What is the root of inequality?

Zsolt Hermann
2 min readMar 28


Question from the Internet:

“Is all inequality a function of intelligence? If not, what is the underlying factor of hierarchy in mankind?”

Human hierarchy is not a function of intelligence.

First of all, we are not “intelligent” creatures; instead, we are “sentient” or emotional creatures. Our desires drive us, and our intellect is there only to aid and support our desires.

Even the most intelligent genius is driven by desires. We can say or believe whatever we want, but our actual matter, the sole engine that drives us, is an insatiable, all-encompassing desire to exist and to receive fulfillment for ourselves in any given moment. Without this desire, without the deficiencies that need fulfillment, we do not feel existence at all.

Our intelligent mind is there to catalog, sort, and prepare our desires and compute what to do with the deficiencies and their fulfillment.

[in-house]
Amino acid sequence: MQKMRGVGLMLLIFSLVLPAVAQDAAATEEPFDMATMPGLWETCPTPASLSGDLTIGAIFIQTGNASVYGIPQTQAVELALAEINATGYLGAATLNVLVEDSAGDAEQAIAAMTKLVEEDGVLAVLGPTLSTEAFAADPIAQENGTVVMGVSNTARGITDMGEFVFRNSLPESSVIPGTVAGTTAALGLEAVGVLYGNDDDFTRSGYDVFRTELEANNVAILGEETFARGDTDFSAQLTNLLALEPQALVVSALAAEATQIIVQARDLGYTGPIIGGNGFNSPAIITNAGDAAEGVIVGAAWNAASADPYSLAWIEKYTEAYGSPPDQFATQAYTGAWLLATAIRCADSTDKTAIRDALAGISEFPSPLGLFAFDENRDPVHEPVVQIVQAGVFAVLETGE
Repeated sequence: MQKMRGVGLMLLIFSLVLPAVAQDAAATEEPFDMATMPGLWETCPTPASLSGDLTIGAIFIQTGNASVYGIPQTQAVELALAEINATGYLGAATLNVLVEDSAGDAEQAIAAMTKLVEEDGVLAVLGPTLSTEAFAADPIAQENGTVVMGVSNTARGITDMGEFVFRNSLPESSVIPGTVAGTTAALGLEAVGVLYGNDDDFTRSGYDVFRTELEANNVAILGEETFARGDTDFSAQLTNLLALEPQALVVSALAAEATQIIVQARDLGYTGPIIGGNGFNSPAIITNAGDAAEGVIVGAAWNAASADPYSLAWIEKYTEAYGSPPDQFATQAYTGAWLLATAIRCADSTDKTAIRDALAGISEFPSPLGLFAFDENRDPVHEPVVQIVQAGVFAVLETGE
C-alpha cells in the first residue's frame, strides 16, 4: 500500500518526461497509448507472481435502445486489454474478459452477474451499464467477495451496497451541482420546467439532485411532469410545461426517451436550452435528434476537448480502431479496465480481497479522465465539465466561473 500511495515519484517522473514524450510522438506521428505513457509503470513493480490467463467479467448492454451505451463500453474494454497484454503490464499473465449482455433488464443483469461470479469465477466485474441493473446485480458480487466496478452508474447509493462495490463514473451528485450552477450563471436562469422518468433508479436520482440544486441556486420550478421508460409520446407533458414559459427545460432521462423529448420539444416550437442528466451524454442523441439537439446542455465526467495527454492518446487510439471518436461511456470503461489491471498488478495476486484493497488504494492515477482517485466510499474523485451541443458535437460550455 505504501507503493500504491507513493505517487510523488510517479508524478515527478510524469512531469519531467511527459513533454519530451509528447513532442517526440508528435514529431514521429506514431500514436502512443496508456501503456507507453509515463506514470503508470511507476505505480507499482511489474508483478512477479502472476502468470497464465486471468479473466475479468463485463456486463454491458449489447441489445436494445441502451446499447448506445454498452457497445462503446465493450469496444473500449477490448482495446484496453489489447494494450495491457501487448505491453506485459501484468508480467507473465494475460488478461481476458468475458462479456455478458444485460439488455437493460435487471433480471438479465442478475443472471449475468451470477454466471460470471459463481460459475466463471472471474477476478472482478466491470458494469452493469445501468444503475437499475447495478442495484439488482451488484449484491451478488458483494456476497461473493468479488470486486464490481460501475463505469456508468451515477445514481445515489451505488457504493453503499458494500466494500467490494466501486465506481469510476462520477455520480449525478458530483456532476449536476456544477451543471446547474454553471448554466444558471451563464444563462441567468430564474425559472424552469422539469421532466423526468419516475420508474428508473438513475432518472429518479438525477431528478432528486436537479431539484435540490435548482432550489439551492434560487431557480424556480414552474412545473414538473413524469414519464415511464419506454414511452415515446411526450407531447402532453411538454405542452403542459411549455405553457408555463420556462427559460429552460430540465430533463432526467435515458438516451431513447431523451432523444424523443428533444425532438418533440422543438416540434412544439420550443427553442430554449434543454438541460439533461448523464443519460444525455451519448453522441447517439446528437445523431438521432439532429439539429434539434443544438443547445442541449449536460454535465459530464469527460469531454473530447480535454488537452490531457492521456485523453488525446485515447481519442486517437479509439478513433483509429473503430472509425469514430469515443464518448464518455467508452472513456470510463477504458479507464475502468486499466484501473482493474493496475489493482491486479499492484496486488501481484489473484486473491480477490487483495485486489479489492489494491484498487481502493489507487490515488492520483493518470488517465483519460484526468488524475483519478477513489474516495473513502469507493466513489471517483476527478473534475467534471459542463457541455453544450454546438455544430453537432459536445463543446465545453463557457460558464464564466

In this regard, we are all the same. We can even say that we are all driven by the so-called “animate” desires for food, sex, and family and the so-called “social” desires of wealth, power, fame, respect, and knowledge.

But how these desires appear in us, what strength of hunger these desires appear, how much we are willing to sacrifice others and ourselves to get what we want, and what actual conditions and abilities we have to get whatever we want, in that respect, there are vast differences between people.

As a result of these differences, humanity is built according to a pyramid model.

The most selfish, egotistic, and control-freak people who also have the external conditions and internal abilities to force their control over others, to manipulate and exploit others end up at the peak of the human pyramid.

This is how the hierarchy of human society is built.

And to change this, or to change how this hierarchy functions, first, we need to understand our human nature; we need to understand the natural system we exist in. Only then will we be able to make the necessary, positive, and constructive changes that will make human society a “better place”.



Zsolt Hermann

I am a Hungarian-born Orthopedic surgeon presently living in New Zealand, with a profound interest in how mutually integrated living systems work.